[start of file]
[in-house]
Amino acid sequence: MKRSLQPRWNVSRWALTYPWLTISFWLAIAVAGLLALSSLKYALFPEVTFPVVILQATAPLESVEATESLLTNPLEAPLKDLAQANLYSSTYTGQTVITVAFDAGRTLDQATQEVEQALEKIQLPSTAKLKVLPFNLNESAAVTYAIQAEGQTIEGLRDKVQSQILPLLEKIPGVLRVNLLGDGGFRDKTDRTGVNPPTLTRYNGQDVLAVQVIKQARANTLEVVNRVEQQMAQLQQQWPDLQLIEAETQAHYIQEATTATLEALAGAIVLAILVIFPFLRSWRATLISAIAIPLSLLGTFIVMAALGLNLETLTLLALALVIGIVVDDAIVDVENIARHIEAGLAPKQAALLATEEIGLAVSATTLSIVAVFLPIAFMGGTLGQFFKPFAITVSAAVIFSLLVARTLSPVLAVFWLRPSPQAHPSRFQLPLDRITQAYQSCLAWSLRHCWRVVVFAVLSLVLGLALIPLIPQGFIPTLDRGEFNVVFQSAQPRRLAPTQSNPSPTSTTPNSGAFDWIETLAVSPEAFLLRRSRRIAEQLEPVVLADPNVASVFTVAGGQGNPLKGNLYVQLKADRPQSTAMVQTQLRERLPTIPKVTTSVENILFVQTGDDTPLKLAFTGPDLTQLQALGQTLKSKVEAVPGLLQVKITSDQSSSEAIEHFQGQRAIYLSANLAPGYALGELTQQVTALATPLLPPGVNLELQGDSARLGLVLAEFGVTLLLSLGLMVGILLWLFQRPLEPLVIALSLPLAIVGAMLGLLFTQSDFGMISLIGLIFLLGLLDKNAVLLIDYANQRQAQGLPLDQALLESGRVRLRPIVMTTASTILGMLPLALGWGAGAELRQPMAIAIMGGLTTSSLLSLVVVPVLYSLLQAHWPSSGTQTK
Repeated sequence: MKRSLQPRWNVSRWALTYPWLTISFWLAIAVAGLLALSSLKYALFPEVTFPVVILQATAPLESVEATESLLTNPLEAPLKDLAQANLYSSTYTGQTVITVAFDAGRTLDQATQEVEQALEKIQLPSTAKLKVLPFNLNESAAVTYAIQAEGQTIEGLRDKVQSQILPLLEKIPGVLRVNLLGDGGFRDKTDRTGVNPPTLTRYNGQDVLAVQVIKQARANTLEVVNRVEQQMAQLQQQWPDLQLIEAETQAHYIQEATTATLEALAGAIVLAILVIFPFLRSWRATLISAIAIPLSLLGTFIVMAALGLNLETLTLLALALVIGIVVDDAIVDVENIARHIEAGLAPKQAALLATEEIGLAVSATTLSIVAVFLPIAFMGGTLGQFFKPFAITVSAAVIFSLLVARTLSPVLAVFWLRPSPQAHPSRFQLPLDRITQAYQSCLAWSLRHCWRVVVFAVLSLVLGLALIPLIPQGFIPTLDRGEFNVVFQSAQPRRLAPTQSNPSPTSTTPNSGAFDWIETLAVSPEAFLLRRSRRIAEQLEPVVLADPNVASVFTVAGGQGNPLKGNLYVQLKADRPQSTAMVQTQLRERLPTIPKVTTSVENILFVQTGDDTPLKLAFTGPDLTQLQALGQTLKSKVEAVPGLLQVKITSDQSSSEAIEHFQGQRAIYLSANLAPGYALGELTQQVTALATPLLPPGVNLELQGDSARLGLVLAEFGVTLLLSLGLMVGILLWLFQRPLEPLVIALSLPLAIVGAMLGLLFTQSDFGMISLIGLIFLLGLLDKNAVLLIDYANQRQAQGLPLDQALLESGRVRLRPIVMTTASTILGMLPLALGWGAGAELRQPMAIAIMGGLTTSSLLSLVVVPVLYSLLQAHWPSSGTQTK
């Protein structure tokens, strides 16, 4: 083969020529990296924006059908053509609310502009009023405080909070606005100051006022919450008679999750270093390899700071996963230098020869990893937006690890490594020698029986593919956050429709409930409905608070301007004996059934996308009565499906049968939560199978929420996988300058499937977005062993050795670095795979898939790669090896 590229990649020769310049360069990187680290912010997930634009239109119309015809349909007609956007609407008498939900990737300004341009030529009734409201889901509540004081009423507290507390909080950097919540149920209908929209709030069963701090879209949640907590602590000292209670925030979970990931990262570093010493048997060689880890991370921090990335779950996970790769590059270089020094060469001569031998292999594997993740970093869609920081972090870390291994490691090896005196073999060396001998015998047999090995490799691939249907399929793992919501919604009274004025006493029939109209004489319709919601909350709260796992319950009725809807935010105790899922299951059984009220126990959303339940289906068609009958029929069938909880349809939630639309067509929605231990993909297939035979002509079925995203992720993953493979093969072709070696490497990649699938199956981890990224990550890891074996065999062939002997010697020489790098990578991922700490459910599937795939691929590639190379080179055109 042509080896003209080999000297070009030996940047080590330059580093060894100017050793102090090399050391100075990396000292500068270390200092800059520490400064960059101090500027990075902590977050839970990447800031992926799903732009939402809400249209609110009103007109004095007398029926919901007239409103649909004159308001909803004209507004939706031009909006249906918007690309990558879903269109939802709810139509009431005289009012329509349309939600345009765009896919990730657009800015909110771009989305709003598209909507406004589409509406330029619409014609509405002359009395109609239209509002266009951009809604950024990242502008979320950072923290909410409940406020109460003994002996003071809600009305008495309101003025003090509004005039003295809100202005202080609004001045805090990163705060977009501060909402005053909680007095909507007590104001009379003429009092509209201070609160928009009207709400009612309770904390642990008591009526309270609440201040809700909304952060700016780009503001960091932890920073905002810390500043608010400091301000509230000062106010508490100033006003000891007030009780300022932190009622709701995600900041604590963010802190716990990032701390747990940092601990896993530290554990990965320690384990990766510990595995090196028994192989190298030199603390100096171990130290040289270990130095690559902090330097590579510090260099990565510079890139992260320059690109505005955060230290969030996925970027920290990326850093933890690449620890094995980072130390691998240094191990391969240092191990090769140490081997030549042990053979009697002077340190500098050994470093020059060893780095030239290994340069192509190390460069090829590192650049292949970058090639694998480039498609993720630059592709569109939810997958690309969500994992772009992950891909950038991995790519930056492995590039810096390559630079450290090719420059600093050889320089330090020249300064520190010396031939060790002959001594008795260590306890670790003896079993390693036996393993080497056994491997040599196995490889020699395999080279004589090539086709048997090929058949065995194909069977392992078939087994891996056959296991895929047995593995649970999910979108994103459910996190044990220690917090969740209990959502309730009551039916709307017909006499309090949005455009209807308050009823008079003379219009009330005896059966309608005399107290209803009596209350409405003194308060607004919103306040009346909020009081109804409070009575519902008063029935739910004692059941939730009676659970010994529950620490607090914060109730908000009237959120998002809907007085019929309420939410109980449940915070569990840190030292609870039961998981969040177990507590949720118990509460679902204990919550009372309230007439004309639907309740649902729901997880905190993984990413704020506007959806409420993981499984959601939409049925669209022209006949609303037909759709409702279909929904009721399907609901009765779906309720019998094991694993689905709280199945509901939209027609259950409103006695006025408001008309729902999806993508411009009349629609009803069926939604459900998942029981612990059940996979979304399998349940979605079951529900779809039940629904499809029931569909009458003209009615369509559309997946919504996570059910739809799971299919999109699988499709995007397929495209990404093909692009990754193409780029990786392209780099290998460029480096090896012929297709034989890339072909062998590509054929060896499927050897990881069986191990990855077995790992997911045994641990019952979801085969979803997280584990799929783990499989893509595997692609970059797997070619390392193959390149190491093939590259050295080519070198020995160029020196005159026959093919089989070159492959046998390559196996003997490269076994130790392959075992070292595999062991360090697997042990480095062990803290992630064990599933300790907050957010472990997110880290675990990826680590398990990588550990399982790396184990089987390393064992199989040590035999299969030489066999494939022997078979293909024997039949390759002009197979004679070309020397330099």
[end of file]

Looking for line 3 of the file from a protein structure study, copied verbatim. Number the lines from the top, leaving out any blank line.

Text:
Repeated sequence: MKRSLQPRWNVSRWALTYPWLTISFWLAIAVAGLLALSSLKYALFPEVTFPVVILQATAPLESVEATESLLTNPLEAPLKDLAQANLYSSTYTGQTVITVAFDAGRTLDQATQEVEQALEKIQLPSTAKLKVLPFNLNESAAVTYAIQAEGQTIEGLRDKVQSQILPLLEKIPGVLRVNLLGDGGFRDKTDRTGVNPPTLTRYNGQDVLAVQVIKQARANTLEVVNRVEQQMAQLQQQWPDLQLIEAETQAHYIQEATTATLEALAGAIVLAILVIFPFLRSWRATLISAIAIPLSLLGTFIVMAALGLNLETLTLLALALVIGIVVDDAIVDVENIARHIEAGLAPKQAALLATEEIGLAVSATTLSIVAVFLPIAFMGGTLGQFFKPFAITVSAAVIFSLLVARTLSPVLAVFWLRPSPQAHPSRFQLPLDRITQAYQSCLAWSLRHCWRVVVFAVLSLVLGLALIPLIPQGFIPTLDRGEFNVVFQSAQPRRLAPTQSNPSPTSTTPNSGAFDWIETLAVSPEAFLLRRSRRIAEQLEPVVLADPNVASVFTVAGGQGNPLKGNLYVQLKADRPQSTAMVQTQLRERLPTIPKVTTSVENILFVQTGDDTPLKLAFTGPDLTQLQALGQTLKSKVEAVPGLLQVKITSDQSSSEAIEHFQGQRAIYLSANLAPGYALGELTQQVTALATPLLPPGVNLELQGDSARLGLVLAEFGVTLLLSLGLMVGILLWLFQRPLEPLVIALSLPLAIVGAMLGLLFTQSDFGMISLIGLIFLLGLLDKNAVLLIDYANQRQAQGLPLDQALLESGRVRLRPIVMTTASTILGMLPLALGWGAGAELRQPMAIAIMGGLTTSSLLSLVVVPVLYSLLQAHWPSSGTQTK